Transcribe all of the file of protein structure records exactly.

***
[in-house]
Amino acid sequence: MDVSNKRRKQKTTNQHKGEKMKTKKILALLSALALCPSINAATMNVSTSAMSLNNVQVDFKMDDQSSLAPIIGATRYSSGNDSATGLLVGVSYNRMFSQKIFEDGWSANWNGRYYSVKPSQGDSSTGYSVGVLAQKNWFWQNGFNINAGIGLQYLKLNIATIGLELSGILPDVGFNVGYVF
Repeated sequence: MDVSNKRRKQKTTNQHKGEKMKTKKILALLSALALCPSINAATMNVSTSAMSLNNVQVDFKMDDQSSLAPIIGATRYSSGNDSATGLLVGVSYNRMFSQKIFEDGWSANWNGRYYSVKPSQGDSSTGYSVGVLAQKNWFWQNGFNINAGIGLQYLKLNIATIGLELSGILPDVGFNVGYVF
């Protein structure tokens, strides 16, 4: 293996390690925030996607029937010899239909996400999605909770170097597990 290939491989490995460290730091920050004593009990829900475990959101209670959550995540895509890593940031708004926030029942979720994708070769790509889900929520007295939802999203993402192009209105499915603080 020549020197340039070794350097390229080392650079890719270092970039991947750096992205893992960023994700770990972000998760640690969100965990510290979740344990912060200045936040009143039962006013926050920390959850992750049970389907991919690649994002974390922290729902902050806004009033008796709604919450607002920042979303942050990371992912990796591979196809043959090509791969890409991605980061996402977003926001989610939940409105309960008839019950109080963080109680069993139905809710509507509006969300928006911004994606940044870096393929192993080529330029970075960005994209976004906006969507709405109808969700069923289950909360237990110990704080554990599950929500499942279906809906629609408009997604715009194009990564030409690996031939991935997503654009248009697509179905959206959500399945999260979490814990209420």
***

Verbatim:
[in-house]
Amino acid sequence: MDVSNKRRKQKTTNQHKGEKMKTKKILALLSALALCPSINAATMNVSTSAMSLNNVQVDFKMDDQSSLAPIIGATRYSSGNDSATGLLVGVSYNRMFSQKIFEDGWSANWNGRYYSVKPSQGDSSTGYSVGVLAQKNWFWQNGFNINAGIGLQYLKLNIATIGLELSGILPDVGFNVGYVF
Repeated sequence: MDVSNKRRKQKTTNQHKGEKMKTKKILALLSALALCPSINAATMNVSTSAMSLNNVQVDFKMDDQSSLAPIIGATRYSSGNDSATGLLVGVSYNRMFSQKIFEDGWSANWNGRYYSVKPSQGDSSTGYSVGVLAQKNWFWQNGFNINAGIGLQYLKLNIATIGLELSGILPDVGFNVGYVF
């Protein structure tokens, strides 16, 4: 293996390690925030996607029937010899239909996400999605909770170097597990 290939491989490995460290730091920050004593009990829900475990959101209670959550995540895509890593940031708004926030029942979720994708070769790509889900929520007295939802999203993402192009209105499915603080 020549020197340039070794350097390229080392650079890719270092970039991947750096992205893992960023994700770990972000998760640690969100965990510290979740344990912060200045936040009143039962006013926050920390959850992750049970389907991919690649994002974390922290729902902050806004009033008796709604919450607002920042979303942050990371992912990796591979196809043959090509791969890409991605980061996402977003926001989610939940409105309960008839019950109080963080109680069993139905809710509507509006969300928006911004994606940044870096393929192993080529330029970075960005994209976004906006969507709405109808969700069923289950909360237990110990704080554990599950929500499942279906809906629609408009997604715009194009990564030409690996031939991935997503654009248009697509179905959206959500399945999260979490814990209420």